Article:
Could One in a Million be a two or three week contest? Possibly giving the contestants a chance to rest or take a few days off and recover from injuries or fatigue?
Well, in terms of Nik, for example, if he were here for two weeks, he probably would’ve gone home early anyway because he was hurt and bummed out. Not that he couldn’t handle it but he just didn’t want to be there at that point.
I wonder if any of it has to do with him being an East Coast dude? Weather-wise, there isn’t always the opportunity to skate street for seven days straight and you also come to rely on indoor parks for months on end some winters.
Yeah, culturally, it probably does have something to do with it. Last year we had a similar situation with a skater named Nick from Atlanta. He did one or two really rad things but just realized he didn’t really enjoy the format and kind of disconnected.
Would you say Jake Donnelly is the most successful One in a Million winner?
Jake was definitely the biggest post-contest success story by far. He’s probably the biggest name. Kevin Coakley won the second year and went on to ride for Blueprint. He got an offer from Krooked at the time but turned ‘em down, which was kind of a bummer.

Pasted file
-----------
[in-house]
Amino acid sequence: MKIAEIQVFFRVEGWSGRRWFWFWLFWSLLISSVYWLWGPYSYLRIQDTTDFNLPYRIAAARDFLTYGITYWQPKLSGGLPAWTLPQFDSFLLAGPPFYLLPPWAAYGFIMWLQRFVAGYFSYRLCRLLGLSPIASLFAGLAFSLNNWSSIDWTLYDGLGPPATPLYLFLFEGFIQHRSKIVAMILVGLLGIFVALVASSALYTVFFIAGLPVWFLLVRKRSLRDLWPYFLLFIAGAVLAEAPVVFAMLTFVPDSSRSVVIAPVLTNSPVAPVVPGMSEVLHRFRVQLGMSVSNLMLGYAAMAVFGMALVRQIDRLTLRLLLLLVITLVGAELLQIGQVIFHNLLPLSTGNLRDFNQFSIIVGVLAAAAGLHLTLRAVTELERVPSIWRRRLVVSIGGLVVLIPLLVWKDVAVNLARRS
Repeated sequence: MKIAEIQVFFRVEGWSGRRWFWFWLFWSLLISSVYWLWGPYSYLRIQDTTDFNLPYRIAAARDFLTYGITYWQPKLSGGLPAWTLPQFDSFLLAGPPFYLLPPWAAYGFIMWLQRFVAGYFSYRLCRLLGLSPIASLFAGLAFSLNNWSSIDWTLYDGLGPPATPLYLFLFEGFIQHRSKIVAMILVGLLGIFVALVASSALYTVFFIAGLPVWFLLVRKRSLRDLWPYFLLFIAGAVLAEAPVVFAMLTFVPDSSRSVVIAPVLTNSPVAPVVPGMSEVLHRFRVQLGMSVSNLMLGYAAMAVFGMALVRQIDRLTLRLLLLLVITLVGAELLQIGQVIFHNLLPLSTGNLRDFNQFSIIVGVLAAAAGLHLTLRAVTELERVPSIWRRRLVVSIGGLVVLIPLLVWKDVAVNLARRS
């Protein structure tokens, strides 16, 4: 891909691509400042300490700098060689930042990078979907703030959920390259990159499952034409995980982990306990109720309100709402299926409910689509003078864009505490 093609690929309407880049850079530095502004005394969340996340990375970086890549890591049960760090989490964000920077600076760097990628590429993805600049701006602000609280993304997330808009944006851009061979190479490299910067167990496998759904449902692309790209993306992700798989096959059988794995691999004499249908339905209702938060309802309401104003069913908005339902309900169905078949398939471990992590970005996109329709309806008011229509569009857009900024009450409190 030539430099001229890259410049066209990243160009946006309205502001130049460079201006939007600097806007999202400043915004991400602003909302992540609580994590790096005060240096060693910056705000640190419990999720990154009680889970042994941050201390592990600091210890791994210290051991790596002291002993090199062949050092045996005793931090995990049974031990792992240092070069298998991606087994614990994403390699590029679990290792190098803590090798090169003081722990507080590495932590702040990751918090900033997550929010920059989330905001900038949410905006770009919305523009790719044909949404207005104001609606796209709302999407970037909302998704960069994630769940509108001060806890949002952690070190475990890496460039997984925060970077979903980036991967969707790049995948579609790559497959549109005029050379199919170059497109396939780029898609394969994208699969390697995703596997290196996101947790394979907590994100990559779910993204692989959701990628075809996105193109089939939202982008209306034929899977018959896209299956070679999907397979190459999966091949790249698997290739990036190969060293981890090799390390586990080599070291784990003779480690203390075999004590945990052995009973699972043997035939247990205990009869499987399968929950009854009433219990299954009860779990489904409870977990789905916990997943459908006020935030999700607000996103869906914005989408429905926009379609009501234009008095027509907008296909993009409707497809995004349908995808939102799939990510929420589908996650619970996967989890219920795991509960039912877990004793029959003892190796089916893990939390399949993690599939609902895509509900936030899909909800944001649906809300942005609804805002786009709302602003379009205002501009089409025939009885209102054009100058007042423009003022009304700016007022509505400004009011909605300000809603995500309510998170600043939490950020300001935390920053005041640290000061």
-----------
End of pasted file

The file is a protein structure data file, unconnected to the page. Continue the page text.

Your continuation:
I think Tom Karangelov, who won last year, is going to do really well for himself. The Zero guys all love him and it sounds like he’s gonna have a part in their next video. I hope this year’s winner, John Fitzgerald, does well too. I know Jamie Thomas is pretty stoked on him.
There are some people who’ve been in and didn’t win, like Tom Asta, who’ve gone on to do bigger things, but in terms of winners, yeah, Jake’s definitely the big story.
When we launched ABD, a few people asked us if we were going to have a “One in a Million-style reality series.” It seems a lot of people are using it as a barometer or metaphor now, which is pretty interesting.
That’s a cool comment and I’m stoked to hear that. It’s not totally original programming or anything like that—it’s just the standard reality TV format, but it’s cool that it’s actually taking hold of being that now. We finally got the way it should be run dialed a little better.
But also, it has to do with the transition of the magazine from being print to web-based, where the first four or five years we did One in a Million, it was made to be in print form and figuring out how to transition that into a more episode-based entity ended up being a really good thing and allowed it to grow, which is great. I’m really happy about it.